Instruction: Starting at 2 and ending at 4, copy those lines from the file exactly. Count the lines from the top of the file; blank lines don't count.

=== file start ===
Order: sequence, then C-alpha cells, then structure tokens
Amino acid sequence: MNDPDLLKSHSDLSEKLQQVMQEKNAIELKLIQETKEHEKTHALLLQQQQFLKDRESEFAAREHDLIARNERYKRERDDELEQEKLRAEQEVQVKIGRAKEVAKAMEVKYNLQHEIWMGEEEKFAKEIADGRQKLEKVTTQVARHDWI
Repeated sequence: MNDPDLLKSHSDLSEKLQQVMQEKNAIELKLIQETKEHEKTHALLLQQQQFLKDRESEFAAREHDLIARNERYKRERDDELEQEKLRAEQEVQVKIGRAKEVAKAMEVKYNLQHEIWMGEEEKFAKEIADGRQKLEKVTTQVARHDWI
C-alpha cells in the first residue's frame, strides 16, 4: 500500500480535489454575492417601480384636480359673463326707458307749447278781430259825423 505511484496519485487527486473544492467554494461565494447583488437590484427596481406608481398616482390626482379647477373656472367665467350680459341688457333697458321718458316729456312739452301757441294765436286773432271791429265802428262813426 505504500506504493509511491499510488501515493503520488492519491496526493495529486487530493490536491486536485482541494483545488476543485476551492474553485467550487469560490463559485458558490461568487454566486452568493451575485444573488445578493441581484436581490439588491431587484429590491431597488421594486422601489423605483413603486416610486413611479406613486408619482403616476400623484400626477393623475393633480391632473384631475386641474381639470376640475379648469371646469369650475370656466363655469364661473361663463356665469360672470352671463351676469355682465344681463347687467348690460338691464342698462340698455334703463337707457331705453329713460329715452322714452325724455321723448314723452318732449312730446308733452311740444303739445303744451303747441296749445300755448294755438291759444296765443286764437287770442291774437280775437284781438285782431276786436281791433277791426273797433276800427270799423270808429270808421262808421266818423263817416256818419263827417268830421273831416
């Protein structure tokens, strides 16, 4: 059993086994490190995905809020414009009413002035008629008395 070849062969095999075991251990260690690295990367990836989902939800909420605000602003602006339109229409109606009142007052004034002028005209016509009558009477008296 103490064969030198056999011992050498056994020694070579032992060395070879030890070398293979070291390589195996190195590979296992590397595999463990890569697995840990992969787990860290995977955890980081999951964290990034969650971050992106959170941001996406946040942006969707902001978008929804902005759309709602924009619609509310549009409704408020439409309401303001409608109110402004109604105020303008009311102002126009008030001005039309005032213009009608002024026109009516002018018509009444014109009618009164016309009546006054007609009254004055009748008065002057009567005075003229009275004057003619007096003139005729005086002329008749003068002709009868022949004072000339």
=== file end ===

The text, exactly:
Amino acid sequence: MNDPDLLKSHSDLSEKLQQVMQEKNAIELKLIQETKEHEKTHALLLQQQQFLKDRESEFAAREHDLIARNERYKRERDDELEQEKLRAEQEVQVKIGRAKEVAKAMEVKYNLQHEIWMGEEEKFAKEIADGRQKLEKVTTQVARHDWI
Repeated sequence: MNDPDLLKSHSDLSEKLQQVMQEKNAIELKLIQETKEHEKTHALLLQQQQFLKDRESEFAAREHDLIARNERYKRERDDELEQEKLRAEQEVQVKIGRAKEVAKAMEVKYNLQHEIWMGEEEKFAKEIADGRQKLEKVTTQVARHDWI
C-alpha cells in the first residue's frame, strides 16, 4: 500500500480535489454575492417601480384636480359673463326707458307749447278781430259825423 505511484496519485487527486473544492467554494461565494447583488437590484427596481406608481398616482390626482379647477373656472367665467350680459341688457333697458321718458316729456312739452301757441294765436286773432271791429265802428262813426 505504500506504493509511491499510488501515493503520488492519491496526493495529486487530493490536491486536485482541494483545488476543485476551492474553485467550487469560490463559485458558490461568487454566486452568493451575485444573488445578493441581484436581490439588491431587484429590491431597488421594486422601489423605483413603486416610486413611479406613486408619482403616476400623484400626477393623475393633480391632473384631475386641474381639470376640475379648469371646469369650475370656466363655469364661473361663463356665469360672470352671463351676469355682465344681463347687467348690460338691464342698462340698455334703463337707457331705453329713460329715452322714452325724455321723448314723452318732449312730446308733452311740444303739445303744451303747441296749445300755448294755438291759444296765443286764437287770442291774437280775437284781438285782431276786436281791433277791426273797433276800427270799423270808429270808421262808421266818423263817416256818419263827417268830421273831416